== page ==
Fibromyalgia is often referred to as an “invisible illness”. Despite suffering a multitude of debilitating symptoms, people with fibromyalgia tend to look well. This normal appearance leads others, even many doctors, to underestimate the effects of fibromyalgia. Some people even dismiss the disease completely, stating it is “all in the mind”.
It is difficult enough trying to lead a relatively normal life with fibromyalgia. This denial from the people around us has a negative impact.
I often see fibromyalgia sufferers with wrist supports. Others have walking sticks, or neck collars. I have recently bought a shoe-horn because I find it difficult to bend down to put my shoes on – it’s the sort of thing my grandmother would use, and she’s eighty-six!
Sometimes I wonder if these props have more than one purpose. Not only do they serve their primary function, supporting joints, aiding mobility, etc, they also give a visual clue to the user’s health problems.
There are other clues too:
People with fibromyalgia often look well, but they don’t always look happy. Is this because an unhappy facial expression is another signal of ill health that the sufferer is keen to send out to people?
How are you? Have you ever asked someone that question and wished that you hadn’t? It can open the floodgates to a flow of negative affirmations: “I feel terrible”, “I’m in a lot of pain today”, “I hardly slept last night”.
As a doctor, I often start my consultations with the question, “How are you?” This is such a common question that most people have a standard response – one that comes out automatically. I’m always very interested in their answer, because it tells me something about the sort of person they are.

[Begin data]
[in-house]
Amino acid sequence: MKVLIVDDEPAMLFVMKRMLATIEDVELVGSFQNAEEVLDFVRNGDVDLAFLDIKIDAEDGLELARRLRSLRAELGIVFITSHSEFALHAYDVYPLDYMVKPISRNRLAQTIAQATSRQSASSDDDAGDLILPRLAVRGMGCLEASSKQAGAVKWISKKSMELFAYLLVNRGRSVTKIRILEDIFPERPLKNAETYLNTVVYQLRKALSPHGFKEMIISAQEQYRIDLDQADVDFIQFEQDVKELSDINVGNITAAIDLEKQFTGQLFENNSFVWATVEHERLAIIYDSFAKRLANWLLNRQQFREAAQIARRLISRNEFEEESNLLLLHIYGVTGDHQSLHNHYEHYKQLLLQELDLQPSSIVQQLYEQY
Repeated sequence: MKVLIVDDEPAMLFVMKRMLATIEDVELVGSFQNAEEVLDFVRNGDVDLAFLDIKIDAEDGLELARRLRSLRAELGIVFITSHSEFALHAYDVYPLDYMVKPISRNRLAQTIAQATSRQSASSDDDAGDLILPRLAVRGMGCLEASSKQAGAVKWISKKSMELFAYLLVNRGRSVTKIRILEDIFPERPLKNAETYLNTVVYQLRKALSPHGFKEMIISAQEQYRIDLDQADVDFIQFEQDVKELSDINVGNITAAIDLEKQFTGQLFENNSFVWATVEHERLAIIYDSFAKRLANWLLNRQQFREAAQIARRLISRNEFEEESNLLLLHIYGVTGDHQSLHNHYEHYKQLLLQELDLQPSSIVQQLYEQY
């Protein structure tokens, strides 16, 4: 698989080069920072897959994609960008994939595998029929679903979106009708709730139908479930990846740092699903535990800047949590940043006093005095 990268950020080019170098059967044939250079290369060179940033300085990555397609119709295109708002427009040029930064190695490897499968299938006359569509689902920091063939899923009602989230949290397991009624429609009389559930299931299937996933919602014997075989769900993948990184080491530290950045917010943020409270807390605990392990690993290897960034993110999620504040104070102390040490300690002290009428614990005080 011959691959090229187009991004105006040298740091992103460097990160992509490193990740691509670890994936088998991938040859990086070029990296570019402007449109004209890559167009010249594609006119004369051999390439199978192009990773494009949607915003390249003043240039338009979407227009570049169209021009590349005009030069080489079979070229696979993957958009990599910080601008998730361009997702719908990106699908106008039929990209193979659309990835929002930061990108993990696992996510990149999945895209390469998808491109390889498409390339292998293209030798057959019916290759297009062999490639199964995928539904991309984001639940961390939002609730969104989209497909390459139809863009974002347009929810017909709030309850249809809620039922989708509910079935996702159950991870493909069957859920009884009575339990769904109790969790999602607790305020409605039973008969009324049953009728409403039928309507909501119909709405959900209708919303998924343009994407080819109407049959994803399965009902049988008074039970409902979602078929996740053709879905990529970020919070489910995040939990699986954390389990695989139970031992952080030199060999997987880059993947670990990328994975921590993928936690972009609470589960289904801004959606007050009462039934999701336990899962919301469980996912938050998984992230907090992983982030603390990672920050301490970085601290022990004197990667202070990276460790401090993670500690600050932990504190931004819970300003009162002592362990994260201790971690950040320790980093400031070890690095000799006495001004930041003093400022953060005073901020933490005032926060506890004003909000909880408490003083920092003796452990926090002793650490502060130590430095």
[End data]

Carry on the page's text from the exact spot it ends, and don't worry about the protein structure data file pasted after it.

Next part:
When I ask this question in my practice, many people will say, “Very well, thank you”, and then remember where they are and laugh. At this point they will correct themselves, saying something like, “Well, I’m not great, obviously, or else I wouldn’t be here!”
Another common response is “Don’t ask”, preceded by a deep sigh.
What is your standard response to this question?
Many aspects of our health are psychological. If we are constantly giving out the message that we are unwell, we are in fact making illness a habit: By the way we act, and appear, and talk, it is easy to reinforce our negative health beliefs.
This behaviour is sometimes called the “sick roll”. It’s the behaviour we lapse into when we’re unwell. Unfortunately, in chronic illness, this roll can become a life-long habit.
I have a challenge for you: Be well for a day. Even though you don’t feel it, PRETEND. Don’t pick a day when you feel especially unwell, but don’t wait until you’re feeling great either – sadly, this day may never come. Discard your visual props, stand upright, smile and face the world. Get ready for the “How are you?” question, and answer, “I feel pretty good today, thank you”.
The way we behave really does have a strong effect on our health. But just as ill-health leads to negative actions – like playing out the sick roll – the same principles can be applied in reverse: By acting the way we do when we are well, even if we don’t feel it, we can make a positive impact on our health.